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Hundreds of stolen cars recovered in global Interpol operation funded by the UAE

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A United Arab Emirates-funded global police operation targeting stolen vehicle trafficking has led to the recovery of hundreds of cars, trucks and motorbikes and almost half a million stolen cigarettes in just two weeks, Interpol announced on Wednesday.

Operation Carback saw frontline police at seaports and land border crossings in 77 countries use Interpol’s secure global police communications network – I-24/7 – to check vehicles and their owners against Interpol’s databases and instantaneously detect potential criminals or criminal activity.

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Interpol launched its ‘Reducing Vehicle Crime and Theft’ Program in 2016 with funding from the United Arab Emirates via Interpol’s ‘Foundation for a Safer World’, which financed Operation Carback 2022.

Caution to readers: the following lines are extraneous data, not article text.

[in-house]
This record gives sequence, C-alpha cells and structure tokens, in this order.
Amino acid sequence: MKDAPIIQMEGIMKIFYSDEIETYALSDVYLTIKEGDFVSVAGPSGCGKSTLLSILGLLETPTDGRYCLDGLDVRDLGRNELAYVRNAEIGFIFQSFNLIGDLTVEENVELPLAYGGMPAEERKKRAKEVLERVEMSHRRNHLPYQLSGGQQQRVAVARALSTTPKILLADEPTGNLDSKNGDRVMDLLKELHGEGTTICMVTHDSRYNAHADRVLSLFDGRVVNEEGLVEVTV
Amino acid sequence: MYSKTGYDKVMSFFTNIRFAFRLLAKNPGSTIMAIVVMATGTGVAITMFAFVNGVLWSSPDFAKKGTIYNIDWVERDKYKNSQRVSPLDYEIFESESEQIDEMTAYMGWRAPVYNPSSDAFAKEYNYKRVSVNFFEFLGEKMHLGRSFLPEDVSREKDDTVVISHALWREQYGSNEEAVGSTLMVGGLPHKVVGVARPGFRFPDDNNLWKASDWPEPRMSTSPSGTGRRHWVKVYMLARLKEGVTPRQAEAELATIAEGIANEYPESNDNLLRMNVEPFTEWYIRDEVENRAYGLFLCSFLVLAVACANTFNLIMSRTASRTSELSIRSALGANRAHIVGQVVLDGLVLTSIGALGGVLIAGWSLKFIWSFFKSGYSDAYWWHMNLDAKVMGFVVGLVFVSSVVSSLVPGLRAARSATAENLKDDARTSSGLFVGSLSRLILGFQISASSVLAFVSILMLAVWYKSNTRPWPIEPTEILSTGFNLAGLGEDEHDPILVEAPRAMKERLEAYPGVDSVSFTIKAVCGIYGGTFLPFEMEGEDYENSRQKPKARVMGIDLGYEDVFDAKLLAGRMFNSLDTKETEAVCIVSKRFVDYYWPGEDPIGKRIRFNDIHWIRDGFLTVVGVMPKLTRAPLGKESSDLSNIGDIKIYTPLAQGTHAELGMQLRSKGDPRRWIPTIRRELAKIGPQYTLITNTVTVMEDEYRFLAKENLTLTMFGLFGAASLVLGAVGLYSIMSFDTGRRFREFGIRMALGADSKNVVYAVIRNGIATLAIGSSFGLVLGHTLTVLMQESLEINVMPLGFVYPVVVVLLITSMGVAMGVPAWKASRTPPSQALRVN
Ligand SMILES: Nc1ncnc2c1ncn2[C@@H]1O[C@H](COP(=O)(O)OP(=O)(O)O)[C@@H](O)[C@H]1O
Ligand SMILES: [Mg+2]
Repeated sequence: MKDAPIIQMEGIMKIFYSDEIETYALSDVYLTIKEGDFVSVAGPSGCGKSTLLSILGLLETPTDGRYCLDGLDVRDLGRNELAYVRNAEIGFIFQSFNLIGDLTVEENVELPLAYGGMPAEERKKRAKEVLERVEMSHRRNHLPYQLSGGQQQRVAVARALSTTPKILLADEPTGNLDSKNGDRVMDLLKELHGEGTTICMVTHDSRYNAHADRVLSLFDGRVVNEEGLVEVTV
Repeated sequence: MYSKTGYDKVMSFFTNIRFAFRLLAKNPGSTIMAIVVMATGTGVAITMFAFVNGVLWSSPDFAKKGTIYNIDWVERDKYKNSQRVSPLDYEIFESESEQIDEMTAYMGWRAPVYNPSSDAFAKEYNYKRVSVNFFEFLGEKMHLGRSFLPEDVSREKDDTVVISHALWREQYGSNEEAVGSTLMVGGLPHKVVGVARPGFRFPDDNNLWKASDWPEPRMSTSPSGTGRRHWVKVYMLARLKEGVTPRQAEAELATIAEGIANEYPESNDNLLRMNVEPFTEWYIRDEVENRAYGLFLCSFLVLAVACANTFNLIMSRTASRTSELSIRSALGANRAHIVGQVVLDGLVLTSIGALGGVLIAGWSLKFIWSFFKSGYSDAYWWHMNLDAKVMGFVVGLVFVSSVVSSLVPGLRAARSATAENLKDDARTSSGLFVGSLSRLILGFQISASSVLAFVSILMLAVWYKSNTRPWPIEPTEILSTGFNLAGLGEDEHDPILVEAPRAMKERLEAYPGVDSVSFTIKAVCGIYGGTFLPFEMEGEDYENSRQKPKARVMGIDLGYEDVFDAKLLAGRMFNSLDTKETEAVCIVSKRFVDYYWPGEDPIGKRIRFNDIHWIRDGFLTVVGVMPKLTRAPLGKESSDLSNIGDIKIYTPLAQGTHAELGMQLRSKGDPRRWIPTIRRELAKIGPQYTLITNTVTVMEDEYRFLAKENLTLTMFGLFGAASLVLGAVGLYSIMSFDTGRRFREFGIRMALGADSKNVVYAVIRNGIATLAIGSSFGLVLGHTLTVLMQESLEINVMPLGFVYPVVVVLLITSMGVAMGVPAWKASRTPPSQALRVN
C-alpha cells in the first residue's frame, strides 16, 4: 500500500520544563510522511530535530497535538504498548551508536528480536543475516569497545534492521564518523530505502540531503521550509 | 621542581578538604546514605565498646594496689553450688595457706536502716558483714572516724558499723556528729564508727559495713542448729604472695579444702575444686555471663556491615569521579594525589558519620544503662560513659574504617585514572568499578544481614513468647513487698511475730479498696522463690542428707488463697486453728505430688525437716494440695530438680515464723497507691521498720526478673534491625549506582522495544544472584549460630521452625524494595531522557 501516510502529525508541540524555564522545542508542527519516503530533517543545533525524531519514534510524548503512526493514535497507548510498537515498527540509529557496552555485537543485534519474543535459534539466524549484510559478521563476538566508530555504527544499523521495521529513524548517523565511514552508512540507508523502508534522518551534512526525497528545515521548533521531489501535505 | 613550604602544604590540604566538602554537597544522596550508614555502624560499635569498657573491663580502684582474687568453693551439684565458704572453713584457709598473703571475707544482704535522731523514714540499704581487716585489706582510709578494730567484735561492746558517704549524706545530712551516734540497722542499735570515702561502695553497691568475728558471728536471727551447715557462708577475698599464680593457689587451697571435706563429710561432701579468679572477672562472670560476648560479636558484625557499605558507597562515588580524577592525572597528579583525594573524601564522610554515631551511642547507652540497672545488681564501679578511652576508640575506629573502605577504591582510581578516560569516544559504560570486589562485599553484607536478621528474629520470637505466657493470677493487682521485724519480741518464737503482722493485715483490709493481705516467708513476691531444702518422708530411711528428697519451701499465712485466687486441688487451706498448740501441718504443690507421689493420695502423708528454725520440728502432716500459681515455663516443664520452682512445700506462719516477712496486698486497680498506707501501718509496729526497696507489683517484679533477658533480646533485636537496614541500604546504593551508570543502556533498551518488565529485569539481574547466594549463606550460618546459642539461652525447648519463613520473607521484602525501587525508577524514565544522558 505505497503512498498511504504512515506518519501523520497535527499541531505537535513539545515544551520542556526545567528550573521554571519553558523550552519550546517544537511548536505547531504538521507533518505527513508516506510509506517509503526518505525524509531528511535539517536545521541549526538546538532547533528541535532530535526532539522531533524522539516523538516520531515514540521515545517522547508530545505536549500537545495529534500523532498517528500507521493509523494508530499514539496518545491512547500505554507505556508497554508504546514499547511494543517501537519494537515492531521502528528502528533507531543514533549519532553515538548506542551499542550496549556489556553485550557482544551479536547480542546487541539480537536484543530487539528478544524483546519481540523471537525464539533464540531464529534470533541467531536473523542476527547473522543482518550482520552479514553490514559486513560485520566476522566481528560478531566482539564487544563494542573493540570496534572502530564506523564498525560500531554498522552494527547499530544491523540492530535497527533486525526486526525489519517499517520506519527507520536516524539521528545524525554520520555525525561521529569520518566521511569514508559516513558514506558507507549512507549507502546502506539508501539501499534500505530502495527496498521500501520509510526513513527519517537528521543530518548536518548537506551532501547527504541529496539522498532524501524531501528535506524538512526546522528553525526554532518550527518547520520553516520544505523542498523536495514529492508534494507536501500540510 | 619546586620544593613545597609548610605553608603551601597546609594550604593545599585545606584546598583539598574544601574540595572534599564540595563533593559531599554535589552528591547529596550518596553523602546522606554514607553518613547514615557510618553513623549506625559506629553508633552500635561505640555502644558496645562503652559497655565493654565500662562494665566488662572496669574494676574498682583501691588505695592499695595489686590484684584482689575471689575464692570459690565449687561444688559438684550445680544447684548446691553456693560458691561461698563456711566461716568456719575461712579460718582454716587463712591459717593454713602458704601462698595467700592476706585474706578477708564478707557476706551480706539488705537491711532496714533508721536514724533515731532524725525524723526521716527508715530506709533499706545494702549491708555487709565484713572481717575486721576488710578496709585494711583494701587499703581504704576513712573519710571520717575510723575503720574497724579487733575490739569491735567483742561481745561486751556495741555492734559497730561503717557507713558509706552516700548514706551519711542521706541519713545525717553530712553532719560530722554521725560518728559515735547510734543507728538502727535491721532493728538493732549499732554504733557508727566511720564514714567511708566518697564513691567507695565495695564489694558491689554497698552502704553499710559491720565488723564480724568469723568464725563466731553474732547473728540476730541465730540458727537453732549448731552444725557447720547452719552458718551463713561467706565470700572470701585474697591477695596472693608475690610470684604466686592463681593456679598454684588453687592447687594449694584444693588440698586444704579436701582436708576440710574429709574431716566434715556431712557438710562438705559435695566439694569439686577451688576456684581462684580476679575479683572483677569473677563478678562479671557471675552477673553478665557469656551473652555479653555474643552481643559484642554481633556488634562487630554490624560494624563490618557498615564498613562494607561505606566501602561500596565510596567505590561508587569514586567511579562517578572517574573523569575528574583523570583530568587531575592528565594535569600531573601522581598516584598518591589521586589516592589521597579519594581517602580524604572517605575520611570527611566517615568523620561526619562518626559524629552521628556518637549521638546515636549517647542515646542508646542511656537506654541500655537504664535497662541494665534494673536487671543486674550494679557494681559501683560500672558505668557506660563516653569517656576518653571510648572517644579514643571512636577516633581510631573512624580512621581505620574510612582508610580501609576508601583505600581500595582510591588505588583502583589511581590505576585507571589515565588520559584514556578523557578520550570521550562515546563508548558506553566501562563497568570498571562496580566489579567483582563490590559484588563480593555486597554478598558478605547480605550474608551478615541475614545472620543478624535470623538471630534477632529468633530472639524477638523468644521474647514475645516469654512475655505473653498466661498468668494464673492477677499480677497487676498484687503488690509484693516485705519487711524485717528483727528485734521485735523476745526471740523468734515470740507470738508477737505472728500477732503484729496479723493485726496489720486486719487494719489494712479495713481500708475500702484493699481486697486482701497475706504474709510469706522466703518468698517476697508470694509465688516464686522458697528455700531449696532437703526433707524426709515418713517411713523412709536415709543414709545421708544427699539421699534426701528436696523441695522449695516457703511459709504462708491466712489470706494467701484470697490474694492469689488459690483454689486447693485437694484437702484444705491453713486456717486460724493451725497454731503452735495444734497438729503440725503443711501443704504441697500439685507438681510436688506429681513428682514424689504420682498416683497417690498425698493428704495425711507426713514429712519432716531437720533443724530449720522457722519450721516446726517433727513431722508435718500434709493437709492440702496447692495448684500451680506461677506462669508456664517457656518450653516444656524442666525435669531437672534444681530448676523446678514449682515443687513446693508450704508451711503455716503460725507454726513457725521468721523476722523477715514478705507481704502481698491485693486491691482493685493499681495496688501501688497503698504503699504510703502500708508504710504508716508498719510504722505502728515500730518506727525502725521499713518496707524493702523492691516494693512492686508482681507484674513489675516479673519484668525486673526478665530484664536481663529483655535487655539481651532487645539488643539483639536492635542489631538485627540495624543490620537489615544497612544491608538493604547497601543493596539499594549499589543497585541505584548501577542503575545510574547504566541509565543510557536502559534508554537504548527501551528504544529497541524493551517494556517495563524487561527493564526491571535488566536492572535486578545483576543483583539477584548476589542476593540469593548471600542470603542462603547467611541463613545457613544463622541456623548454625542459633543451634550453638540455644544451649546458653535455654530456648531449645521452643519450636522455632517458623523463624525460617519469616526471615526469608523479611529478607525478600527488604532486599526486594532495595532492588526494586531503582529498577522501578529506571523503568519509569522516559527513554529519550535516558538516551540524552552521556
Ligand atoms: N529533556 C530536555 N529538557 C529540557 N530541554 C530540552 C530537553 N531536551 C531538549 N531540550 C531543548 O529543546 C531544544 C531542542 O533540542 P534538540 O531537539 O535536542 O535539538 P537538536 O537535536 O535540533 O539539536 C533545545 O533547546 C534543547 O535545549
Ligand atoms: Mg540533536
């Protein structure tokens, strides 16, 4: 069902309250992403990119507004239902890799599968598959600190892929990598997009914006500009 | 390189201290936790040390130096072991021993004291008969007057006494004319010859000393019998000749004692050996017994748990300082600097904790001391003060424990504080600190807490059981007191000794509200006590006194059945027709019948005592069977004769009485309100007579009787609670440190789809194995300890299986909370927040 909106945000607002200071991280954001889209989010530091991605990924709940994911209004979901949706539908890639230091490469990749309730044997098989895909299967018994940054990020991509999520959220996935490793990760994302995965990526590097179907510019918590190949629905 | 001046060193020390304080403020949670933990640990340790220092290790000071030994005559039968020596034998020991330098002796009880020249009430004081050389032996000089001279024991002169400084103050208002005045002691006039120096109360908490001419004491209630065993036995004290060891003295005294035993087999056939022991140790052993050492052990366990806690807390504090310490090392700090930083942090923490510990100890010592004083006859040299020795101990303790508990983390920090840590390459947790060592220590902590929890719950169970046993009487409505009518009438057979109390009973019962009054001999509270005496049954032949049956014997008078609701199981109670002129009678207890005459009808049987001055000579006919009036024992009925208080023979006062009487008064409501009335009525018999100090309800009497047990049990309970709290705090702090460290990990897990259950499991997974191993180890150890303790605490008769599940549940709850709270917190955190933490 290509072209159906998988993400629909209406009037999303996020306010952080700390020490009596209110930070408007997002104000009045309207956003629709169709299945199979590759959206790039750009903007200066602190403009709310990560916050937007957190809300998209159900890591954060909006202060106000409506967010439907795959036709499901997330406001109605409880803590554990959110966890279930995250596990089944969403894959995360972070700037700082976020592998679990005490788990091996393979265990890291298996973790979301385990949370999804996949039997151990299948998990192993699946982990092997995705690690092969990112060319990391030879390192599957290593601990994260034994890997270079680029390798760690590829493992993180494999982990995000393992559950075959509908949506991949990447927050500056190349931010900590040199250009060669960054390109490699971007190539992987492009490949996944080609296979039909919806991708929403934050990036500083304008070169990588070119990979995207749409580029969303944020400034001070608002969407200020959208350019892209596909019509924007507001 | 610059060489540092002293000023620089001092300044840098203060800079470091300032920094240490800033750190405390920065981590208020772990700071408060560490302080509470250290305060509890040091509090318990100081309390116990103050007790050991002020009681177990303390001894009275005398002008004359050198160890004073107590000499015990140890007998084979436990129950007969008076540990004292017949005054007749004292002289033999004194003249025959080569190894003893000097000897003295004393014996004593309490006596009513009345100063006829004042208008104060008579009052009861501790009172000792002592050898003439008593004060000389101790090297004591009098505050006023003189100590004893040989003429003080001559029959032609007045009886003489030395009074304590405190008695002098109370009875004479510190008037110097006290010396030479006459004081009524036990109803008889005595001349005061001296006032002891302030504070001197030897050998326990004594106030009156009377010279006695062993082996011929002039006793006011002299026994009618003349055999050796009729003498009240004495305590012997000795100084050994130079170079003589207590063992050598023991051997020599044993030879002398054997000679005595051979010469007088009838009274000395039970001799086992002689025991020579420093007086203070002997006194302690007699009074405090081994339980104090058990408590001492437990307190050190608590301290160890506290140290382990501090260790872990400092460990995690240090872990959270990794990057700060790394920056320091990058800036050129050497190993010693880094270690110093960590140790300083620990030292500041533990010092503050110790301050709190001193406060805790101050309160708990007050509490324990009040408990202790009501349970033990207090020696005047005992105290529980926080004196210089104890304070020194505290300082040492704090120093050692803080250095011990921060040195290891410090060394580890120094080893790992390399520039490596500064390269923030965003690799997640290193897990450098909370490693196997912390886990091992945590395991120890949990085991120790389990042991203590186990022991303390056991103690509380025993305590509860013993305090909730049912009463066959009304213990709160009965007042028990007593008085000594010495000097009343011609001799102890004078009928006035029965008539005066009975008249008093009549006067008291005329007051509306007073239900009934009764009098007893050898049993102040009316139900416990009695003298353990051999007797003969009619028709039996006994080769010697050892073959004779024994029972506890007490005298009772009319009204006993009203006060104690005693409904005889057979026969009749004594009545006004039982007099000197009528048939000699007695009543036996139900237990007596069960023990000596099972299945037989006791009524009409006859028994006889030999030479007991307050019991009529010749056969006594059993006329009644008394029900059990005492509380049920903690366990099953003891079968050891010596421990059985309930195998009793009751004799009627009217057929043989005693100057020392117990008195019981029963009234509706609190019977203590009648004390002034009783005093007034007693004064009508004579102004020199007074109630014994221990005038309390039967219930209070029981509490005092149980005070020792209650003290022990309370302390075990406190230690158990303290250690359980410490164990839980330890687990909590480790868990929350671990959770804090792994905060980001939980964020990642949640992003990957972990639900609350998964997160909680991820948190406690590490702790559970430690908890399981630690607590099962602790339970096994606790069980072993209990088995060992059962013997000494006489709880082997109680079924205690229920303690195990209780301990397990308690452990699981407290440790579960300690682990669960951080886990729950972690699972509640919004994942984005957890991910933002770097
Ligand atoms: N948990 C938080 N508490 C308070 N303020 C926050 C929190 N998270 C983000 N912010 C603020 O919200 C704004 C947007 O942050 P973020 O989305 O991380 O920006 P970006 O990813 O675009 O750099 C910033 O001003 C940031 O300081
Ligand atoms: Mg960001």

Since May 2016, the foundation has been supporting seven key Interpol initiatives by donating $52 million over a period of five years, as part of a contribution agreement between the Foundation and the UAE government.

In just over two weeks, Operation Carback led to the identification of 1,121 stolen cars and 64 motorcycles, the arrest or detention of 222 suspected stolen vehicle traffickers, the detention of eight suspected people smugglers, the detection of 26 fraudulent vehicle documents and the seizure of 480,000 stolen cigarettes.

Officers raided chop shops – places where stolen vehicles are dismantled into parts that are smuggled or sold online – with confiscations triggering further investigations into car crime gangs globally.

Interpol supported the operation by crosschecking information collected in the field against its international databases, with Frontex also supporting the European leg of frontline operations.

Experts from Interpol’s Stolen Motor Vehicles Unit were deployed to key locations to assist national law enforcement with database checks in the field as well as in exchanging, analyzing and acting on operational data.